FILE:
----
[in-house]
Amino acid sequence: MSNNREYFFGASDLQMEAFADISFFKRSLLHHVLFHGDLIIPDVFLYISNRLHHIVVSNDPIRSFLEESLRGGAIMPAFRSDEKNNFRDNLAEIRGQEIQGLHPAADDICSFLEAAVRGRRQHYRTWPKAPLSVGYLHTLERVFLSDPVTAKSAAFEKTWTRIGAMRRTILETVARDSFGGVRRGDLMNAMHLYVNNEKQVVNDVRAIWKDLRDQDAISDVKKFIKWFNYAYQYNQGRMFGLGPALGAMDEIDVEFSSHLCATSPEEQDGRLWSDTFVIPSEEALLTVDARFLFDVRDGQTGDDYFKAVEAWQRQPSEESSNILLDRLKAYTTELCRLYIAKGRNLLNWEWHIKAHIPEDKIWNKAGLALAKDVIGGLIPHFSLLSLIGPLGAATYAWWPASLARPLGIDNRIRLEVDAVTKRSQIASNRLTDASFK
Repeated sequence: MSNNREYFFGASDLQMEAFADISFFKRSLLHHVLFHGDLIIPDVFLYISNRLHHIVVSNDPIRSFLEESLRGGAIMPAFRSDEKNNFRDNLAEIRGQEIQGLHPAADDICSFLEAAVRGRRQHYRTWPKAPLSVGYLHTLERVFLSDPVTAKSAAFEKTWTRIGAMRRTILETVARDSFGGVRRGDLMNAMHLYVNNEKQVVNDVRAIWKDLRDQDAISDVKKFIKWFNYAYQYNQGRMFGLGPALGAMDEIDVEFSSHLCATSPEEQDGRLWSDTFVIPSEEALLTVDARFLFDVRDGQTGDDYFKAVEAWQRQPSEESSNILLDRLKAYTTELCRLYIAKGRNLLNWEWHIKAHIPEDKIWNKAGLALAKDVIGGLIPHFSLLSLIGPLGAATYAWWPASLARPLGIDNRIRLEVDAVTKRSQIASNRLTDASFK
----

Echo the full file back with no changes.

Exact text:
[in-house]
Amino acid sequence: MSNNREYFFGASDLQMEAFADISFFKRSLLHHVLFHGDLIIPDVFLYISNRLHHIVVSNDPIRSFLEESLRGGAIMPAFRSDEKNNFRDNLAEIRGQEIQGLHPAADDICSFLEAAVRGRRQHYRTWPKAPLSVGYLHTLERVFLSDPVTAKSAAFEKTWTRIGAMRRTILETVARDSFGGVRRGDLMNAMHLYVNNEKQVVNDVRAIWKDLRDQDAISDVKKFIKWFNYAYQYNQGRMFGLGPALGAMDEIDVEFSSHLCATSPEEQDGRLWSDTFVIPSEEALLTVDARFLFDVRDGQTGDDYFKAVEAWQRQPSEESSNILLDRLKAYTTELCRLYIAKGRNLLNWEWHIKAHIPEDKIWNKAGLALAKDVIGGLIPHFSLLSLIGPLGAATYAWWPASLARPLGIDNRIRLEVDAVTKRSQIASNRLTDASFK
Repeated sequence: MSNNREYFFGASDLQMEAFADISFFKRSLLHHVLFHGDLIIPDVFLYISNRLHHIVVSNDPIRSFLEESLRGGAIMPAFRSDEKNNFRDNLAEIRGQEIQGLHPAADDICSFLEAAVRGRRQHYRTWPKAPLSVGYLHTLERVFLSDPVTAKSAAFEKTWTRIGAMRRTILETVARDSFGGVRRGDLMNAMHLYVNNEKQVVNDVRAIWKDLRDQDAISDVKKFIKWFNYAYQYNQGRMFGLGPALGAMDEIDVEFSSHLCATSPEEQDGRLWSDTFVIPSEEALLTVDARFLFDVRDGQTGDDYFKAVEAWQRQPSEESSNILLDRLKAYTTELCRLYIAKGRNLLNWEWHIKAHIPEDKIWNKAGLALAKDVIGGLIPHFSLLSLIGPLGAATYAWWPASLARPLGIDNRIRLEVDAVTKRSQIASNRLTDASFK